Kapral family members finish Fox Cities Marathon, reclaim ‘most siblings’ record for Oshkosh
APPLETON — It was a triple-win day at the Community First Fox Cities Marathon when the Kapral family brought a world record back to the United States, the Fox Valley and the Lourdes High School family in Oshkosh.
On Sept. 20, all 16 siblings of the Kapral family of Oshkosh completed the marathon in less than eight hours. This earned them recognition with the Guinness Book of World Records for the most siblings to accomplish that feat.
The honor previously was held by the 13-member Weisse family of Oshkosh, for one month in 2007, after completing the same Fox Cities Marathon.
Before the Weisses and after the Weisses, the honor was claimed by families running in the Dublin Marathon in Ireland.
The Kaprals and the Weisses all attended Lourdes High School.
“It was a good experience,” said Chris Kapral, 44, of Ada, Mich., who organized all of his younger siblings – ages 18 to 44 – into preparing for the marathon. “Our times ranged from 3:09 to 5:43, plenty of hours to spare (for the world record). When the last two turned the corner and were on their way to the finish line, it was a real feeling of satisfaction and knowing we had done it.”
The 16 Kapral siblings are Chris; Vincent, Redwood City, Calif; Stephen, Dummerston, Vt.; Anthony, Oshkosh; Joseph, Wild Rose, Wis.; Doug, Chilton, Wis.; Angela Osmanski, Carpentersville, Ill.; Allison Schmidt, Shady Cove, Ore.; Theresa Kapral, Oshkosh; Phil, Oshkosh; Michelle Wihlm, Oshkosh; Mary Kapral, Milwaukee; Nicholas, Eden Prairie, Minn.; Mike, La Crosse, Wis.; David, Oshkosh; and Sarah Kapral, La Crosse.
Among those waiting at the finish line were the siblings’ mother, Dorothy Kapral, three of her sisters from Michigan and a few members of the Weisse family who came to cheer on the Kaprals.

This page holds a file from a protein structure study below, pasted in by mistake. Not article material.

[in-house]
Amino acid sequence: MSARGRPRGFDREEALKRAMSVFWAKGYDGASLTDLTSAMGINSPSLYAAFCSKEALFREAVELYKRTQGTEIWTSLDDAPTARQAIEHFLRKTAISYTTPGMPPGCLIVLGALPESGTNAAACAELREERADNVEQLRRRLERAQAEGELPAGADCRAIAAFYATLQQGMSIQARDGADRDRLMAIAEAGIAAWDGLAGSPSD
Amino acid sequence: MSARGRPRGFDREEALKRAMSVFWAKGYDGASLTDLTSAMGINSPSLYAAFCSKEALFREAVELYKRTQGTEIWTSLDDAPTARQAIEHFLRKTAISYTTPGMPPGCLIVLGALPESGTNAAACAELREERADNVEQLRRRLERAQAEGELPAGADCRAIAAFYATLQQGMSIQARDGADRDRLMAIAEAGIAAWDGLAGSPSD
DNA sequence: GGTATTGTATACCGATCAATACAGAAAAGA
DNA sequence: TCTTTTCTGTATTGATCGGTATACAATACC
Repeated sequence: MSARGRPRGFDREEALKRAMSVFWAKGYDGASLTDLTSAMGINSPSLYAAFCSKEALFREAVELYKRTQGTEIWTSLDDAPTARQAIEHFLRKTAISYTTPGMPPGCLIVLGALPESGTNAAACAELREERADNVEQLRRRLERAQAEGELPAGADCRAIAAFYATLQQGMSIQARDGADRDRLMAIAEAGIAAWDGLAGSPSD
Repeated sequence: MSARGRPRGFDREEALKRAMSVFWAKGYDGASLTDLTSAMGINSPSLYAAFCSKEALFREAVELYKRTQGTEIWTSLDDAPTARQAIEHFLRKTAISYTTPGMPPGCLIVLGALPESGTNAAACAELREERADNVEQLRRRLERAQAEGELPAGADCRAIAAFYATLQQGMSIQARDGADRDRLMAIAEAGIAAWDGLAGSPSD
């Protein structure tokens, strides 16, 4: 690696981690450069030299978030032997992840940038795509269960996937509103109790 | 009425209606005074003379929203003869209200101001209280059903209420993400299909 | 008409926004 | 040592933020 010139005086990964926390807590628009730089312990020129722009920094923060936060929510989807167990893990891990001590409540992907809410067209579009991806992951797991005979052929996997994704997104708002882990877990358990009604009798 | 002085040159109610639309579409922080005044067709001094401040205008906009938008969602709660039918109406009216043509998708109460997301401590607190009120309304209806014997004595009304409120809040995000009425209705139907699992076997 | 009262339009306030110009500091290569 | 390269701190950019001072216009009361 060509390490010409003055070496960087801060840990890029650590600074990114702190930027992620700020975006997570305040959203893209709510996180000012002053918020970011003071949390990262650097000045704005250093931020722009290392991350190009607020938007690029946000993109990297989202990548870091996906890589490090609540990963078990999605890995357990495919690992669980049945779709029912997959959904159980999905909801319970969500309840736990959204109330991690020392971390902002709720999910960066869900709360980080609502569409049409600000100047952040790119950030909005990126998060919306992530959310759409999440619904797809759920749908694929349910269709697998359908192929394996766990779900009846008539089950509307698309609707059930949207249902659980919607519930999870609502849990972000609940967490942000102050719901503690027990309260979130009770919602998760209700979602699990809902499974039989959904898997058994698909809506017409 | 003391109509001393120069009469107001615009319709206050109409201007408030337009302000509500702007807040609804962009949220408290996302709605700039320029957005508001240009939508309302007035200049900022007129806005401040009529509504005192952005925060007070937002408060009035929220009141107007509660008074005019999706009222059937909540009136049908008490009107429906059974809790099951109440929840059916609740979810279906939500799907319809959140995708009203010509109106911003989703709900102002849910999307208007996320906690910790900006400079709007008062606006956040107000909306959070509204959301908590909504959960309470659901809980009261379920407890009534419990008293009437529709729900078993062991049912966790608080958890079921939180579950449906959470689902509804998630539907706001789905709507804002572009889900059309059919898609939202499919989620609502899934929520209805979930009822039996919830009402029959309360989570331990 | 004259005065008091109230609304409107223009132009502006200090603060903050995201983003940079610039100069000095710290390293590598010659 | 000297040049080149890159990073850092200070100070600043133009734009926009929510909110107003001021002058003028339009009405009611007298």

Nick and Stephen ran times that qualified them for the Boston marathon. Joe determinably running on a prosthetic leg, had hoped to finish at about six hours. He clocked in at 5:43. Two of his children, ages 7 and 5, were so excited when they saw him approaching that they ran out to finish the final 200 yards or so with him.
Chris said their mother was a little apprehensive about challenges some of her children faced, but was happy with the outcome.
“Any time your kids do something together and are successful, it’s a great feeling as a parent,” Chris said. He said his father, John, who died in 1998, also would have been pleased.
“He’d love it,” Chris said. “Dad always got a kick out of it when we’d do things together.”
Michelle, 28, and 11th in the sibling lineup, agreed.
“He would think it was a neat thing that we were all doing something together, whether it was a marathon or anything else,” she said. As for her mother, she said, “She’s really excited for it. To have everyone home and together is probably the best part of all of it.”
This was one sibling event that none of them had ever imagined “in our wildest dreams,” Michelle said. Joining the marathon actually was suggested by one of the previous record-holders, Paul Weisse of Appleton. When the Weisse record was broken by a family in Ireland, Weisse thought the record should be brought back to northeast Wisconsin. He remembered his former high school classmate, Chris Kapral. When the Weisses were in training to break the world record in 2007, they joked together that nobody should let the Kaprals know because the Kaprals had more siblings, Weisse said.